The flood of defense workers changed Richmond from a quiet town to a boiling city of more than 100,000. Despite conflicts, important issues brought old and new residents together during and after the war – walking picket lines and pushing to make Richmond one of the first cities in California to ban job discrimination once again.
Marker #4 NE corner of 11th Street and Macdonald Avenue
Can you hear the music floating across the street? Since 1923, the Winters Building has kept Richmond residents moving to the beat even as the city changed with the times. German immigrants Adolph and Elisabeth Winters built the handsome structure, installing a flower shop and music store on the ground floor. During World War II shipyard workers forgot their worries as they danced to big bands in the upstairs ballroom and tried to ignore that the building was also part of Richmond’s network of air raid shelters.
Marker #5 Macdonald Avenue and 12th Street
Music and nightlife have shaped Richmond’s soul since the city was founded. World War II migrants brought their varied tastes to Richmond, creating a rich musical stew. The Base Hit Bar and the It Club kept Macdonald Avenue jumping all night long. Rhythms of western swing packed local dance halls, and in North Richmond, Minnie Lue’s and Tappers Inn cooked up rich soul food and down home blues, drawing fans from throughout the Bay Area.
Richmond, California played a nationally recognized part in the World War II Home Front. The City was home to 56 different war industries including four shipyards. It grew overnight from a small city of 24,000 people to a bustling, and bursting, 100,000 people, overwhelming the available housing stock, roads, schools, businesses and community services.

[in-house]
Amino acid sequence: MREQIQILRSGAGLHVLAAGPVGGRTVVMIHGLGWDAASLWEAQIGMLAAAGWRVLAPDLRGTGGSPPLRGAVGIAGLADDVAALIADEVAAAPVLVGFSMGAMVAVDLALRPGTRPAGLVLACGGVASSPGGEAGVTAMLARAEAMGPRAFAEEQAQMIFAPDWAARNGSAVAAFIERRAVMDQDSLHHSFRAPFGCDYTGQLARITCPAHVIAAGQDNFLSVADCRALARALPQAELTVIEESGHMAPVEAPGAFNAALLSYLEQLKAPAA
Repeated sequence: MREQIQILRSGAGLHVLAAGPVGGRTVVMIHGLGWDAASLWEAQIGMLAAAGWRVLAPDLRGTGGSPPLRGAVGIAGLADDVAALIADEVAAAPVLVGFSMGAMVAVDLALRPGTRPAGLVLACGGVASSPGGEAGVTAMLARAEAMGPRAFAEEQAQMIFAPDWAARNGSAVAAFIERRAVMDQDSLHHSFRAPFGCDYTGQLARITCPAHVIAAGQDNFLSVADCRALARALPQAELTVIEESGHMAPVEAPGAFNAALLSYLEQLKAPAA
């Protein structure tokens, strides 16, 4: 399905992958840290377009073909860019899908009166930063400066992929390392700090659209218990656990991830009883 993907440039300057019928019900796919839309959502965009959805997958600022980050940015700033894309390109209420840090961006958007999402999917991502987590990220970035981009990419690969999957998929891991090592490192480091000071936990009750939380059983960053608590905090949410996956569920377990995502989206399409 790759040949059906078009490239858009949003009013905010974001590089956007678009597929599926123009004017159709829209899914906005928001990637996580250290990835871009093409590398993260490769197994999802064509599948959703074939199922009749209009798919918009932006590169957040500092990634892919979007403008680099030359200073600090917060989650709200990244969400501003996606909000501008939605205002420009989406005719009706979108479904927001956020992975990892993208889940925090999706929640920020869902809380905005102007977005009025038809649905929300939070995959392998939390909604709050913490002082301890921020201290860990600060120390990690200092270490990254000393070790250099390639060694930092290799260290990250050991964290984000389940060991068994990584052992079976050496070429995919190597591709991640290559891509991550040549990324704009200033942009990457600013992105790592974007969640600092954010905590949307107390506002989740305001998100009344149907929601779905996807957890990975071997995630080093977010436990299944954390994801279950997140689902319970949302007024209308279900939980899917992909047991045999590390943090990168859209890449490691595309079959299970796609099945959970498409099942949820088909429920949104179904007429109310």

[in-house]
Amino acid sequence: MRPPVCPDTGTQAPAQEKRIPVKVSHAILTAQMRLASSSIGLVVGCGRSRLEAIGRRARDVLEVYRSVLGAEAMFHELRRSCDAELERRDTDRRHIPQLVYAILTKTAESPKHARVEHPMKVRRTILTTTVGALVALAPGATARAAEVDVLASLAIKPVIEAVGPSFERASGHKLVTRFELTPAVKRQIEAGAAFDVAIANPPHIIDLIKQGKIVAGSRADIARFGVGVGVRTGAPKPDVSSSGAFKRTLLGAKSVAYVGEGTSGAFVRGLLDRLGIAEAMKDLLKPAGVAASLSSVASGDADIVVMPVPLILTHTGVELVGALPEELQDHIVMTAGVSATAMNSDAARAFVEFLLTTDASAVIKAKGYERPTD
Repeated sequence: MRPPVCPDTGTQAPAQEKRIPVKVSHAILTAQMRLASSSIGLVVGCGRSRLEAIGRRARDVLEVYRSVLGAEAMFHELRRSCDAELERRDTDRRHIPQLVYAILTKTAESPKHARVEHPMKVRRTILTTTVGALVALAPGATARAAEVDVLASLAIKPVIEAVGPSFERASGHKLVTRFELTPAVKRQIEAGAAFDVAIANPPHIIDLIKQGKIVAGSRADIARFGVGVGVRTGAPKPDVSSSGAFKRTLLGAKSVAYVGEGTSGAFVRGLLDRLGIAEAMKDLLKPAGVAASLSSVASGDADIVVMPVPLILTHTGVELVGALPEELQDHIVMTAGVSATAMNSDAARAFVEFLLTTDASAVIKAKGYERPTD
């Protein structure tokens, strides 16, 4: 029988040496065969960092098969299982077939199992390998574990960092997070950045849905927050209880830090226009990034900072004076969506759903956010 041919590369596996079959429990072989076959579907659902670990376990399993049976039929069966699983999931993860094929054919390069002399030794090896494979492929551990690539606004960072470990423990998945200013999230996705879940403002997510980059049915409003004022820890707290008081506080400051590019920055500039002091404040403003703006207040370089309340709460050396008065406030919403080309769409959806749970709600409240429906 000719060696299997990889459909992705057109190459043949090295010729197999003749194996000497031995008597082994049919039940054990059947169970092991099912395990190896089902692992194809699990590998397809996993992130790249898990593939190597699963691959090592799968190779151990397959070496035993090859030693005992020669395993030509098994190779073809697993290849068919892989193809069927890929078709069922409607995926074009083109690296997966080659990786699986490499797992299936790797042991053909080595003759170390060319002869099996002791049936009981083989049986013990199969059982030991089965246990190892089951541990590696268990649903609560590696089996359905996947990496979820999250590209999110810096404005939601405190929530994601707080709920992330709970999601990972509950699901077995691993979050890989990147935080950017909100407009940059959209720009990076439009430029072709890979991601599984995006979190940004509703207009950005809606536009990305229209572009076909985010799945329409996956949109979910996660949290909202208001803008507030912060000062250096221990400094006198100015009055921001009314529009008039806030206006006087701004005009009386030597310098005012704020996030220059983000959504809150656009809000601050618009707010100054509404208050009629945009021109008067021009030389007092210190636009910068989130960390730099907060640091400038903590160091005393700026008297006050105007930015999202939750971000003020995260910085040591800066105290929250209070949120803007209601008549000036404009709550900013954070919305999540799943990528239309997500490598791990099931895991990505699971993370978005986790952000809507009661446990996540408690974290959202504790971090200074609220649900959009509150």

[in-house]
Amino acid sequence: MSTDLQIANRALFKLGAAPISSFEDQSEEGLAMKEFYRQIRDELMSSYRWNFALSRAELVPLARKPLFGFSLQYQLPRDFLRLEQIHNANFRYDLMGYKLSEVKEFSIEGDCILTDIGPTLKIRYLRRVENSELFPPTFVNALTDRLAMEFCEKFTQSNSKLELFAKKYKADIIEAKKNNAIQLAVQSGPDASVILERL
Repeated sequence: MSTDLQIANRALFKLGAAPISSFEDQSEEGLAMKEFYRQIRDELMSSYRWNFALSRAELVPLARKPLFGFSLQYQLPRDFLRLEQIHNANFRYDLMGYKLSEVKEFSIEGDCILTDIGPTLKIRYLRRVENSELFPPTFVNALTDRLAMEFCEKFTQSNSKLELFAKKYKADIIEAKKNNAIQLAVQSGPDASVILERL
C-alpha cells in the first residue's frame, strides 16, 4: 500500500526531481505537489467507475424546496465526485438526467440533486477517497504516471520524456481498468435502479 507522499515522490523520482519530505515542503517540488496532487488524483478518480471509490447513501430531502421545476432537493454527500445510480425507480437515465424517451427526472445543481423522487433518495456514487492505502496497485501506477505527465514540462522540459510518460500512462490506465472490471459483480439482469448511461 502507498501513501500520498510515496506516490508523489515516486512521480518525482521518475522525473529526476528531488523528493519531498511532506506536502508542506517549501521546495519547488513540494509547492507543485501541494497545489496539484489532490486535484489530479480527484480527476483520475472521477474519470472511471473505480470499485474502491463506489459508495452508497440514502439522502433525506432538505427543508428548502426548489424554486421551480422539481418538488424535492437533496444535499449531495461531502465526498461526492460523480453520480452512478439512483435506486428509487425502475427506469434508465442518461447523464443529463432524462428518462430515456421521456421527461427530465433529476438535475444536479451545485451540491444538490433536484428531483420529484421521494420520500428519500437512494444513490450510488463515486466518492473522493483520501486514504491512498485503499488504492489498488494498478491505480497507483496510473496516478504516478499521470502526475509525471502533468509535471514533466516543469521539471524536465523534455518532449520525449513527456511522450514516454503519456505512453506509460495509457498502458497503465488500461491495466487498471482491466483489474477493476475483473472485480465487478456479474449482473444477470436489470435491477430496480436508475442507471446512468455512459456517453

Recruiters brought people in record numbers, with large migrations from the south and other parts of the US. With the emphasis on jobs for women, young girls from poor families were sent on their own to find jobs or lived with relatives who had already arrived. Mostly, people lived in anything they could find, sometimes in cars, in wagons or trailer camps, or sleeping in movie theater seats, many workers resorted to sharing what was called a “warm bed” where they slept in a bed in their own room for one shift and someone else rented it from them for another 8 hours. As the war effort continued, meeting people’s needs for shelter, food, childcare and medical care became a top priority for more enlightened employers.
The park sites below chronicle the explosive growth of wartime industry, the innovations fostered by visionaries like Henry J. Kaiser and others, and the extraordinary history of people who were challenged as never before and came together to overcome the odds.
Visiting the Rosie the Riveter/WWII Home Front National Historical Park, the Rosie Memorial and all Richmond City public parks are FREE!
1414 Harbour Way South, Suite #3000 (Oil House) Richmond, CA 94804
Open daily: 10am-5pm | (510) 232-5050 x0
(Closed on Thanksgiving, Christmas, and New Years Day)
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I give and bequeath to Rosie the Riveter Trust, Tax ID #: 94-3335350, the sum of $______ (or _______% of my estate, or ___% of the rest and remainder of my estate).